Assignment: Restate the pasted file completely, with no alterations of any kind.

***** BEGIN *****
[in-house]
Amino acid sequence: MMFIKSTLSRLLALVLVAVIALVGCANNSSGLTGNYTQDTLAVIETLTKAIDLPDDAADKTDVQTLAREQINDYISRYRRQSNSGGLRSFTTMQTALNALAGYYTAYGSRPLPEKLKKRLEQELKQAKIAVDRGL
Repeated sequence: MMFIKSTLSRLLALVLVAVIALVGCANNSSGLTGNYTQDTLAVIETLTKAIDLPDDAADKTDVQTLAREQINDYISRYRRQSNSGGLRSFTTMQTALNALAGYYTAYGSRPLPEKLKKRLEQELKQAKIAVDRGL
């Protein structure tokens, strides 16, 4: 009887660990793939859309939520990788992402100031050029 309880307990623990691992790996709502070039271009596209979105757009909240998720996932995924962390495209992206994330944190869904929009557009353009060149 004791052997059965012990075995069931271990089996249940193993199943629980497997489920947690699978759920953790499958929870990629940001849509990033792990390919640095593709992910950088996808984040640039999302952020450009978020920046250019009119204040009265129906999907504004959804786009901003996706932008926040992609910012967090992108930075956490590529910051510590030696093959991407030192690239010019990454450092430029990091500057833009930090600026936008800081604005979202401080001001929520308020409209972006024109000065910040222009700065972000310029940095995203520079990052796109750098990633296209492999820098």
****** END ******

[in-house]
Amino acid sequence: MMFIKSTLSRLLALVLVAVIALVGCANNSSGLTGNYTQDTLAVIETLTKAIDLPDDAADKTDVQTLAREQINDYISRYRRQSNSGGLRSFTTMQTALNALAGYYTAYGSRPLPEKLKKRLEQELKQAKIAVDRGL
Repeated sequence: MMFIKSTLSRLLALVLVAVIALVGCANNSSGLTGNYTQDTLAVIETLTKAIDLPDDAADKTDVQTLAREQINDYISRYRRQSNSGGLRSFTTMQTALNALAGYYTAYGSRPLPEKLKKRLEQELKQAKIAVDRGL
């Protein structure tokens, strides 16, 4: 009887660990793939859309939520990788992402100031050029 309880307990623990691992790996709502070039271009596209979105757009909240998720996932995924962390495209992206994330944190869904929009557009353009060149 004791052997059965012990075995069931271990089996249940193993199943629980497997489920947690699978759920953790499958929870990629940001849509990033792990390919640095593709992910950088996808984040640039999302952020450009978020920046250019009119204040009265129906999907504004959804786009901003996706932008926040992609910012967090992108930075956490590529910051510590030696093959991407030192690239010019990454450092430029990091500057833009930090600026936008800081604005979202401080001001929520308020409209972006024109000065910040222009700065972000310029940095995203520079990052796109750098990633296209492999820098």